Fragmented centre holds sway over right and left

The new parties at the centre reined in the top parties Keystone

Two small centre parties - the Conservative Democrats and the Liberal Greens – are the winners of Sunday’s parliamentary polls ending years of increasing polarisation.

This content was published on October 24, 2011 - 18:40

The rightwing Swiss People's Party and the centre-left Greens suffered the biggest losses in the House of Representatives compared with the 2007 vote. The two main centre-right parties also saw their support slip, while the centre-left Social Democrats registered a slight gain.

Near-final results show the People’s Party dropping 3.6 percentage points to 25.3 per cent, but still coming top ahead of the centre-left Social Democrats.

However, the gap between the two parties narrowed slightly to 7.7 per cent, according to projections by the Swiss Broadcasting Corporation, swissinfo’s parent company.

The two traditional centre-right parties, the Radicals and the Christian Democrats are down three per cent and 1.5 per cent respectively.

A number of incumbents lost their seats in parliament, notably among the Green Party, while the People’s Party strongman, Christoph Blocher won re-election to parliament, four years after he was voted out as justice minister.

The Liberal Greens for their part won nine new seats (12 total), while the Conservative Democrats clinched nine mandates in the House of Representatives.

The Conservative Democrats were founded by moderate members of the People's Party in 2008, while the Liberal Greens split off from the Green Party in Zurich in 2004.


"The Liberal Greens have gone into competition with the Greens, while the Conservative Democrats won at the expense of the centre-right and the rightwing," political scientist Claude Longchamp of the leading gfs.bern research and polling institute said.

“The boosted centre now holds the key to push through parliamentary decisions,” he added.

However, his colleague Georg Lutz from Lausanne University added that the fragmentation among the centre-right could make it even more difficult for parliament to find agreement.

No single party in party holds a majority in the Swiss parliament and needs to forge alliances with at least two other parties to win votes in the two chambers.


Only half the seats in elections to the Senate have been declared in the first round of voting.

The Radicals and the Christian Democrats, which have dominated the Senate in the past, both secured seven seats while the Social Democrats clinched eight.

The People's Party have so far won four seats and the Greens with one. It is not clear whether the Liberal Greens will still be represented in the Senate.

Run-off elections for the Senate will take place next month.

Turnout is estimated at 48.6 per cent, slightly up on 2007. Many voters sent in their ballot by post. Around 21,000 of the total 5.1 million citizens could participate in a trial with electronic voting.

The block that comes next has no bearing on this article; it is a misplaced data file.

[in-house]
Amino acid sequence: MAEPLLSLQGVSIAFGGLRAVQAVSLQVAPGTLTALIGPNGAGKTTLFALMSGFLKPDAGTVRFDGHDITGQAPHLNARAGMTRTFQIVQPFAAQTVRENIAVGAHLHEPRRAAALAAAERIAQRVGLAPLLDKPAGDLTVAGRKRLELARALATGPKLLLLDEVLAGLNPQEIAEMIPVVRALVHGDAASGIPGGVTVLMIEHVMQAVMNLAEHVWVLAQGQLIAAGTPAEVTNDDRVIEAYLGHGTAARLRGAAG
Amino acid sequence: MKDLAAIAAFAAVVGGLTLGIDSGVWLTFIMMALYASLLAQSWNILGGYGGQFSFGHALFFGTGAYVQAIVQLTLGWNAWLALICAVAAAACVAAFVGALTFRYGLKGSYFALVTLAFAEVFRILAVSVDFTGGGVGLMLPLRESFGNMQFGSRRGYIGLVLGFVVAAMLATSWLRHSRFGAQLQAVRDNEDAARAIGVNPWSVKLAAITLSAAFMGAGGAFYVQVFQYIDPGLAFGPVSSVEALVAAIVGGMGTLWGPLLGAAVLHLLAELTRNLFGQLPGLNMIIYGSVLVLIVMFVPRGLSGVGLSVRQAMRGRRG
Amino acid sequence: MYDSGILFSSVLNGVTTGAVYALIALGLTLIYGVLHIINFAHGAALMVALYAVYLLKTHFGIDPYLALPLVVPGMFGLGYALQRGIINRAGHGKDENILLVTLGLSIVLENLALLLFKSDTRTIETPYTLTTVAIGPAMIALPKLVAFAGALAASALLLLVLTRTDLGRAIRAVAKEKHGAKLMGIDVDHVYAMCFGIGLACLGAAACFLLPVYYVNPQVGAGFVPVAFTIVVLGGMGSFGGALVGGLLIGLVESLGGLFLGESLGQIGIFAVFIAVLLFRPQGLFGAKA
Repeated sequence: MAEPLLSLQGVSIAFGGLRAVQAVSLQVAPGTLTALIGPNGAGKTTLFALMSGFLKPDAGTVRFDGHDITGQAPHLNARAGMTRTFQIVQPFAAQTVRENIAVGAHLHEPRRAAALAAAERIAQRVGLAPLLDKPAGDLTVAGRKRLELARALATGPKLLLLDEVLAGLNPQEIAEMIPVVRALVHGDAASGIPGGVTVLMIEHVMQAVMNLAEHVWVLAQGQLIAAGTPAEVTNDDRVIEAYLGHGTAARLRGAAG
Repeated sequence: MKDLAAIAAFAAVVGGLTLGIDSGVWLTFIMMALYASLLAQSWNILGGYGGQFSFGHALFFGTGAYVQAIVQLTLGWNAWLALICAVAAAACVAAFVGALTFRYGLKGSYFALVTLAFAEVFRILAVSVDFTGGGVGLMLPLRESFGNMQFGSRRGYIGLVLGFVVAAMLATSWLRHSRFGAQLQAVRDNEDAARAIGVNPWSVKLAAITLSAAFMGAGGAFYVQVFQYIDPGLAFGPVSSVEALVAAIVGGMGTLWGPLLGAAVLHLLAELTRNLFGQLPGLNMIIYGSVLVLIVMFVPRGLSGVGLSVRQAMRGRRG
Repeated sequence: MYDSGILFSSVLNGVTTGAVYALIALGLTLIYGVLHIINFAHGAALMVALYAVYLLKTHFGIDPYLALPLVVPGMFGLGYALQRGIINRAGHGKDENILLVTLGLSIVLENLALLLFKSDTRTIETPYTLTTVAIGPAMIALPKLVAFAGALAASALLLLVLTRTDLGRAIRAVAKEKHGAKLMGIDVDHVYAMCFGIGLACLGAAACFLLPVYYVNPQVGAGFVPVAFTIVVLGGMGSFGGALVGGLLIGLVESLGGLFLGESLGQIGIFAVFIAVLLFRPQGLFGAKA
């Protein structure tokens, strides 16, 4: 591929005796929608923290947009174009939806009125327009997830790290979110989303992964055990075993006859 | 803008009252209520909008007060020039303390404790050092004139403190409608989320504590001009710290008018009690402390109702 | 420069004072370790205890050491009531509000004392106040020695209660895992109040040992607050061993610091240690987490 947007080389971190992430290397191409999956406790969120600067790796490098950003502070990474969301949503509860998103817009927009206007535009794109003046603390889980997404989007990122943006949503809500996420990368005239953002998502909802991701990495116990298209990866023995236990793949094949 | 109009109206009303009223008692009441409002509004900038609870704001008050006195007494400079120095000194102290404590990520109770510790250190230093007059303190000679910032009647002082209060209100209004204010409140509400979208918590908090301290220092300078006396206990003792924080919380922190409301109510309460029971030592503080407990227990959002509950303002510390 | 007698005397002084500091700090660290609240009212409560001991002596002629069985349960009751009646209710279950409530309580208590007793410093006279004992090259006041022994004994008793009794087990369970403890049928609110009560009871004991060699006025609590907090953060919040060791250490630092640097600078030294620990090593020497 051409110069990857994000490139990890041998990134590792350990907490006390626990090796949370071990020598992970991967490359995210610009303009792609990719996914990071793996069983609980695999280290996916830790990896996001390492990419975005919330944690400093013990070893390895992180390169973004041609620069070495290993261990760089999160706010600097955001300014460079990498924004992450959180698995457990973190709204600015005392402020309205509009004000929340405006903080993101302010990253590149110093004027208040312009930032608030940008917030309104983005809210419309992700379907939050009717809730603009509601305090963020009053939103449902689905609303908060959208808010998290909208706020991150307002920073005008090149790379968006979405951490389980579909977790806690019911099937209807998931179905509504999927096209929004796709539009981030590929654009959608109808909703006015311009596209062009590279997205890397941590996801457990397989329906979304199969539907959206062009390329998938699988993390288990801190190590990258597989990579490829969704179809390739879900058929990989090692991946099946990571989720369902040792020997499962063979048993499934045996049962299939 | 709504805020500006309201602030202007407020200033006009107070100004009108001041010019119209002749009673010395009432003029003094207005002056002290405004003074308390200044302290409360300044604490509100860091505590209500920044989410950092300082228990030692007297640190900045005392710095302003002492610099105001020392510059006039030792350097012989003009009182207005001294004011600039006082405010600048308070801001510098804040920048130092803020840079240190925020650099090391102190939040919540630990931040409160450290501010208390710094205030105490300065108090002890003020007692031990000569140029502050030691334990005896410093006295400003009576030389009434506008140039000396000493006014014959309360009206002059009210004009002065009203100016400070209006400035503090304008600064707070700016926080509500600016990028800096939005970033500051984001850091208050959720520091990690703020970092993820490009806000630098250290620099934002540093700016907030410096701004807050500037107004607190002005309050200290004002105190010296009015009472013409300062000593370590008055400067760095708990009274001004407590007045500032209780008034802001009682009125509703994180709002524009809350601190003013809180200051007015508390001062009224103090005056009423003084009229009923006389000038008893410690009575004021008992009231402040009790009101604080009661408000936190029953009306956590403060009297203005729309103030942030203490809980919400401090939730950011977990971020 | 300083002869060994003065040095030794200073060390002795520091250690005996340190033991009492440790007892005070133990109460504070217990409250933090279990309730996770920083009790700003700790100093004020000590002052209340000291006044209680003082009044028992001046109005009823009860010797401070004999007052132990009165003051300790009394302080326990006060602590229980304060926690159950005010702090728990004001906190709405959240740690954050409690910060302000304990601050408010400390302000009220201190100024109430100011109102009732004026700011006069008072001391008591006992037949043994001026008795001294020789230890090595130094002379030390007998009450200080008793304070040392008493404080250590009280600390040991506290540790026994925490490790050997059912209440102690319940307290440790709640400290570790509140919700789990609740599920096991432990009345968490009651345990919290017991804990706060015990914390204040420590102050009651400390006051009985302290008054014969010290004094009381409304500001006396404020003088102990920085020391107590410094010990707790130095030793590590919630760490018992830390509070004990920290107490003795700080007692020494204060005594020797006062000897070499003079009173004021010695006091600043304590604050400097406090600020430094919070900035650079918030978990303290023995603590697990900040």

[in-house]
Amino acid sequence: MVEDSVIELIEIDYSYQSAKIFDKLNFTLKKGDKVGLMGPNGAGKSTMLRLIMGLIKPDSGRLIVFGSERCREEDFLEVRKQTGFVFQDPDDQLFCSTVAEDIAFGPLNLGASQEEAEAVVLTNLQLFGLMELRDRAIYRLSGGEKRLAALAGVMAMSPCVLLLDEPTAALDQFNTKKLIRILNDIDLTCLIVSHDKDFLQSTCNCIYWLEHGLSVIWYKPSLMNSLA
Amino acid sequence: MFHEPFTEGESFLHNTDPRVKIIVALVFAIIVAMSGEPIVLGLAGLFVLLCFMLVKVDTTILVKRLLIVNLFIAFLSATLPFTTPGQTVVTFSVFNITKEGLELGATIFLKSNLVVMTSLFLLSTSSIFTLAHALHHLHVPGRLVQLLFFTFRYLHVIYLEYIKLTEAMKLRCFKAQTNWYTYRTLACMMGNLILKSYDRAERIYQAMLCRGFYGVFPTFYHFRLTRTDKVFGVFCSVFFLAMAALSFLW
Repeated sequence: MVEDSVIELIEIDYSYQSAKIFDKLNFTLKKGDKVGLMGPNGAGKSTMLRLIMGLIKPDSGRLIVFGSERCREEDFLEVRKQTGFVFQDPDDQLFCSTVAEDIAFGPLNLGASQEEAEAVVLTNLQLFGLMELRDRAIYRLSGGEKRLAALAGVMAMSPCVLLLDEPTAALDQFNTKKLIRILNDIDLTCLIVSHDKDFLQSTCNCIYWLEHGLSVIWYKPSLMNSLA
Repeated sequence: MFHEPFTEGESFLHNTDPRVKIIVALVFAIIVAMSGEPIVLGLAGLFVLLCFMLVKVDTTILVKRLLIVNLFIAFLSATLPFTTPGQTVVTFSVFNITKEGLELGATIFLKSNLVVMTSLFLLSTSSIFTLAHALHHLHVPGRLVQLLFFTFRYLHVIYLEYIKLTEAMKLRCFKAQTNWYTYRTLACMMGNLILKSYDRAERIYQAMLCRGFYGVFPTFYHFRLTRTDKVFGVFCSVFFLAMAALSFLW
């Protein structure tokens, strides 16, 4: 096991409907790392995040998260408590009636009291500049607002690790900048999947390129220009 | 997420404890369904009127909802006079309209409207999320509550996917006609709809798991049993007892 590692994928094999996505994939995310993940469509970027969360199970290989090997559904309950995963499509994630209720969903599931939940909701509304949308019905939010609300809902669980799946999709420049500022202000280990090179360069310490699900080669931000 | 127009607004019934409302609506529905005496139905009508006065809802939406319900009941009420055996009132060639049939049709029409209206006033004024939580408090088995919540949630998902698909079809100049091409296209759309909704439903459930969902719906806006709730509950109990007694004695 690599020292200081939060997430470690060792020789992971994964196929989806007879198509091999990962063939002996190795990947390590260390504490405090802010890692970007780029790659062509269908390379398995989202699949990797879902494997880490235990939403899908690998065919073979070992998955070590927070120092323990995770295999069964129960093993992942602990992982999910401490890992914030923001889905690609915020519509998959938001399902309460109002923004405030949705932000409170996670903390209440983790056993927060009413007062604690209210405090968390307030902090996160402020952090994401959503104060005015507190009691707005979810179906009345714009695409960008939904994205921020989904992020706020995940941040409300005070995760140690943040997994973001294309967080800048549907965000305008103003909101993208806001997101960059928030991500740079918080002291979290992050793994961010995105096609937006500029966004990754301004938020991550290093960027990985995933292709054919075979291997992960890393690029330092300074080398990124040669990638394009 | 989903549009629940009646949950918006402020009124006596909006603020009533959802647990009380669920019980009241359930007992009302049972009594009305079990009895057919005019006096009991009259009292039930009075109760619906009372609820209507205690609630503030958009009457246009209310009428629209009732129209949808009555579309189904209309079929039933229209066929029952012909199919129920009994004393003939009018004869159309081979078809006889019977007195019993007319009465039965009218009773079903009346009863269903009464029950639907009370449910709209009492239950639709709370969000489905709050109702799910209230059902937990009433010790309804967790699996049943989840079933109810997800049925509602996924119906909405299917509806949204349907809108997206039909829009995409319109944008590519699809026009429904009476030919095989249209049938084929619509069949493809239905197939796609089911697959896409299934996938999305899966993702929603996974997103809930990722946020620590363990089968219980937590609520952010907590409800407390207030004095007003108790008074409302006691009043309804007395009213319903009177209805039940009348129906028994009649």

The election campaign in the run-up to Sunday was seen as rather low-key with no single party or personality taking centre stage for long.

Political experts say four distinct phases marked the campaign since the beginning of the year, giving no group a decisive advantage.

While it was immigration at the beginning, the nuclear disaster in Japan and the impact of the strong Swiss franc for the Swiss economy set the tone later, before discussions over the future make-up of the seven-member cabinet appeared to win the upper hand.

The elections were monitored by the Organisation for Security and Co-operation (OSCE), which has criticised a lack of transparency over campaign funding.

Switzerland is one of the few countries without clear rules about the financing of political parties. However, the People’s Party is believed to have spent more than any other party on the election campaign.

Cabinet elections

Parliament is due to confirm the cabinet members for a four-year term in December. The People's Party has claimed a second seat in the cabinet, while the Conservative Democrats and the Radicals are trying to defend their seats.

Of the seven cabinet members, only Foreign Minister Micheline Calmy-Rey, a member of the Social Democratic Party, has announced she plans to step down.

Under an informal rule, the major Swiss parties share out their seats in cabinet according to their political strength in parliament.

Results House of Representatives

Elections to the 200-member House of Representatives (compared with 2007):


People's Party: 54 seats (-8)

Social Democrats: 46 (+3)Radical Party: 30 (-5)

Christian Democrats: 28 (-3)

Green Party: 15 (-5)

Liberal Greens: 12 (+9)

Conservative Democrats: 9 (+9)

Others: 6 (-)


People's Party: 26.6% (-2.3%)

Soc. Democrats: 18.7% (-0.8%)

Radical Party: 15.1% (-2.6%)

Chr. Democrats: 12.3% (-2.2%)

Green Party: 8.4% (-1.2%)

Liberal Greens: 5.4% (+4%)

Cons. Democrats: 5.4% (+5.4%)

Others: 8% (-0.2%)

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A record 3,458 candidates competed for the 200 seats in the House of Representatives and 44 of 46 Senate seats.

About 5.1 million citizens, including more than 700,000 Swiss expatriates, were eligible to vote.

About 21,000 registered Swiss expatriates could cast their ballot online in ongoing trials with e-voting.

Turnout was at around 49%. Most votes are cast by post.

Elections take place every four years in the second half of October.

The new parliament will choose the seven-member cabinet on December 14.

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Political parties

There are five main parties, including the Swiss People's Party, the Social Democratis, the Radicals, the Christian Democrats and the Greens.

The top four won between about 25% and 13%.

The Greens have about 8%, while the Liberal Greens and Conservatives both won more than 5%. 

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